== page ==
Slant 1-14-2016

Two remarkable women from our philosophically diverse community will be remembered Saturday, Jan. 16, both starting at 2 pm. Peg Morton will be honored at the First United Methodist Church and Robin Jaqua at the Jaqua Concert Hall at The Shedd. Better go early; both auditoriums are likely to be full. Morton fiercely devoted her life to peace and justice on many levels (see our cover story Jan. 7). When she reached 85 and was hospitalized, she chose to end her life through fasting, rather than adversely affect the lives of her family and friends with her failing body, as she saw it. Jacqua used her wealth to help children and the arts, and for decades she was the matriarch of Jungian therapy in this community, providing a Jungian library downtown, bringing national speakers to Eugene, inspiring and mentoring young therapists. She fought to live for her last breath, dying at 94.

• Oregon and the Eugene-Springfield area are big in the national news these days, disproportionate to our population. Here’s a quick look: The ugly takeover of the Malheur Bird Refuge still fills front pages and there are many Eugene connections, including the Federal Court. The business section of the Jan. 10 New York Times featured quite a story about hospitalists at PeaceHealth in Springfield unionizing along with the nurses; The Wall Street Journal Jan. 5 ran this headline, “A High-Rise Plan Kills High for Ken kesey Fans.” We hear a book contract has been signed telling the story of Nike and the UO. Springfield singer-songwriter Matthew Edewaard even made it into the American Idol auditions.

• The Eugene Celebration died a few years ago for a number of reasons. The city and then Downtown Events Management Inc. lost interest in overseeing and funding it during the recession (stuffy conservatives in town have never liked the quirky event and its outrageous parade). Kesey Enterprises took it over on contract but apparently found it to be daunting and not very profitable to run. Construction and development downtown complicated the event’s footprint.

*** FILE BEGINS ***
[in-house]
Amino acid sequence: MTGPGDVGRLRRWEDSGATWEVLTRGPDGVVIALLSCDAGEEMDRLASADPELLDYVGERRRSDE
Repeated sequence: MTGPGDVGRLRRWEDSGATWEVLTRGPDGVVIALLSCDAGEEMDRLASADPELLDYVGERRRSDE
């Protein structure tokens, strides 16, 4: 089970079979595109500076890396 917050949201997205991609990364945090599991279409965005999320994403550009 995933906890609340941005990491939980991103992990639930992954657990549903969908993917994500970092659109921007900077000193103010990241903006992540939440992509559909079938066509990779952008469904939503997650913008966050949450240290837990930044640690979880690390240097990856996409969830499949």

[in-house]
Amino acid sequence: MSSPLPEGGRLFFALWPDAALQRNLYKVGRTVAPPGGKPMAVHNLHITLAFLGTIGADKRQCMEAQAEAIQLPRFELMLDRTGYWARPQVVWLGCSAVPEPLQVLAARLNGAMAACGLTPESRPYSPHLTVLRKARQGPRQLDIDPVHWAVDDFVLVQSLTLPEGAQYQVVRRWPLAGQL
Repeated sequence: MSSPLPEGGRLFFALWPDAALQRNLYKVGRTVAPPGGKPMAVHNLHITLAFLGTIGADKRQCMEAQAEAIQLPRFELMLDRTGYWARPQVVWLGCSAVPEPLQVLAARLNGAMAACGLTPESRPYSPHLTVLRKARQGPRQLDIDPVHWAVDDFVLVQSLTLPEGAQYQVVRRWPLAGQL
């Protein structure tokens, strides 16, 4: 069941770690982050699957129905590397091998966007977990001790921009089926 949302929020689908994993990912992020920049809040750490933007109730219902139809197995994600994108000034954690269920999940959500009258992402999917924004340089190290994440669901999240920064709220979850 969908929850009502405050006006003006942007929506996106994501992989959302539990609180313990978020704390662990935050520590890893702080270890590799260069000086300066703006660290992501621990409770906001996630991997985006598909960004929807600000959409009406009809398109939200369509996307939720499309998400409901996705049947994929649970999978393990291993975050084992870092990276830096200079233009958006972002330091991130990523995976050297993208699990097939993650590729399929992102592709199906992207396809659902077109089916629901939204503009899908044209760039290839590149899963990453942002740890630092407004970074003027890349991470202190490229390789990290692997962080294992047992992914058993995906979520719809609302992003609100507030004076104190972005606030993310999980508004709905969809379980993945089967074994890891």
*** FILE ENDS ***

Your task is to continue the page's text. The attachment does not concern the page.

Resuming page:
Krysta Albert and friends started up the Festival of Eugene as a free, two-day alternative, but after a hectic two years, Albert tells us she is “uncertain if I wish to host the event again.” She says 10,000 people attended the festival last year but “this year no one seems to be coming forward to help make this weekend event happen.” She asks, “Does the community want it?” The problem, we suspect, is that the people of Eugene want their grand Eugene Celebration back, even if they have to pay to get in. But the city doesn’t want to pick up the costs not covered by ticket sales, even though our economy is better and downtown is reviving. Losing the celebration, and even the smaller festival, detracts from our sense of community. Albert can be contacted at 505-4031 or

Avid birders in the West (and beyond) are increasingly irked and vocal about the invasion of their beloved Malheur Wildlife Refuge by armed Neanderthals who only relate to nature by shooting at it. One upside of the idiotic occupation by bullet-brains is increased attention on the refuge and its value for migration routes and resident species. Coincidentally, the January program of the Lane County Audubon Society will be a talk and slideshow on the refuge by its director; Tim Blount will speak at 7:30 pm Tuesday, Jan. 26, at the Eugene Garden Club, 1645 High Street. Expect a bigger crowd than usual.

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